Tag Archives: pen

Zebra Telescopic

A bit of back-story. I was going through some boxes that I’d long ago stashed in a closet when I found a little blue pen. I don’t recall when I purchased it, though it must have been at least 10 years ago. The pen was a blue-bodied Zebra Telescopic, and it still worked. Surprised by this, I went out to see if the pen was still in production. Sure enough, I found them at Office Max.

Zebra Telescopic

Now, I can’t for the life of me think of any situation where having a pen that can make itself two inches shorter would ever be of utmost priority. In fact, it seems really gimmicky to me. That said, it is a nifty little pen.


Zebra Telescopic TipsThe Zebra Telescopic is a steel bodied pen that has a retraction mechanism that both makes the pen about an inch and a half shorter and covers the pen tip for protection. At full length, the pen is 5.25 inches while retracted it is 3.75 inches. Not a horribly big difference, and you can’t write when it is retracted, making me wonder what the point is.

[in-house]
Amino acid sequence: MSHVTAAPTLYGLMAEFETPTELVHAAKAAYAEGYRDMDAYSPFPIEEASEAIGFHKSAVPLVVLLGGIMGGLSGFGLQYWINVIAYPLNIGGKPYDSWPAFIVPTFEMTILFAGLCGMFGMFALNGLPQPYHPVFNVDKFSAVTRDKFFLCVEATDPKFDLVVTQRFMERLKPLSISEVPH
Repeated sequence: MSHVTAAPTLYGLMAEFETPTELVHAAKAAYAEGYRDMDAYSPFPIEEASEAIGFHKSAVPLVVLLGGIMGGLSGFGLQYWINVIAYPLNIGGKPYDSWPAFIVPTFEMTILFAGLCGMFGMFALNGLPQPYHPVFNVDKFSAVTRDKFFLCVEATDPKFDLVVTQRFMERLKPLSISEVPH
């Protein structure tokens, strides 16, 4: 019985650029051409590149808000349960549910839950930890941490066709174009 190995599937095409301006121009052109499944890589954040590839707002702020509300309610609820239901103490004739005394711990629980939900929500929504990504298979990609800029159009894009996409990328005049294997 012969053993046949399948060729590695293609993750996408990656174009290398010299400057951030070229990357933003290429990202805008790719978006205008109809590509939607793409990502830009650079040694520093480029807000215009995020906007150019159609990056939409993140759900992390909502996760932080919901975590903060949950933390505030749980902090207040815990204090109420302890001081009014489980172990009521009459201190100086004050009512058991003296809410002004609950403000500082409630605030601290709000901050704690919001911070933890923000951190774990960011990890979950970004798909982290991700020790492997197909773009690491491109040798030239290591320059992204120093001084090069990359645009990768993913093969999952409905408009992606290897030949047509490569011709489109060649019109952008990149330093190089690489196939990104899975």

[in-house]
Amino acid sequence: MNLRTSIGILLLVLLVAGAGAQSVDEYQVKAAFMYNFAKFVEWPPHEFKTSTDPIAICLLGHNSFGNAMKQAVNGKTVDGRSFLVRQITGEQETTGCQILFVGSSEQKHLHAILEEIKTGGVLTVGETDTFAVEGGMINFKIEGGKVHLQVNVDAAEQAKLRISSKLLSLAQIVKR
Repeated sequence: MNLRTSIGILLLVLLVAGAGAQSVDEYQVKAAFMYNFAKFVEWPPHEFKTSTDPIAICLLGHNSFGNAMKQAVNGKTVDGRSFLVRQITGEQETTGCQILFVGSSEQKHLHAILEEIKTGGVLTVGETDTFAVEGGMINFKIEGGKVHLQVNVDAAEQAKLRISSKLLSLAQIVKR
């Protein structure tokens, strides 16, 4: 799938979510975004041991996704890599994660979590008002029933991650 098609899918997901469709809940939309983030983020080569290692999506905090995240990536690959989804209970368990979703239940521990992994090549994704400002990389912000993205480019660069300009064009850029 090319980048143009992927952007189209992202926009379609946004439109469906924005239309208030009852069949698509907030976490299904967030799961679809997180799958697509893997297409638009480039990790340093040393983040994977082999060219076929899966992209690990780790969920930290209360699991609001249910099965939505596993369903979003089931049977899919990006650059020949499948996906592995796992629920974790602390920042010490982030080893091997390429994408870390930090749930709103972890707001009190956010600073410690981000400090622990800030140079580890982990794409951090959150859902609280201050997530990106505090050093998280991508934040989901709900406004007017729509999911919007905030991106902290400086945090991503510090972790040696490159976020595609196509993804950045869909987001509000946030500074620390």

The pen can be refilled, though finding new cartridges can prove difficult if shopping locally. The Zebra Telescopic has a sturdy steel clip. The tip is a 1mm ballpoint. It can be found in blue, black and red ink, though, locally, I have only seen it in black.


In Use

Zebra Telescopic Writing SampleThe Zebra Telescopic is a smooth writing ballpoint pen. Lines are clean, though it took a bit to get the ink flowing in the new pen. The Telescopic has a textured metal grip which makes it easy to hold on to. It’s a pretty light pen for being made of stainless steel.

The black ink of the newer pen does appear to be slightly lighter than the old pen. Not sure if that is just a result of the prolonged storage of the old pen, or a difference in ink formulation between the two. The older pen did have some skipping. The newer pen showed some, but considerably less than the older one.


What can you say for a pen that sits for a decade but still performs well? This pen certainly has longevity on its side. I guess in a way the ability to retract to a smaller size is a pro. It’s certainly not a con, but does seem a bit like a useless gimmick. This pen can be refilled, which is a nice plus.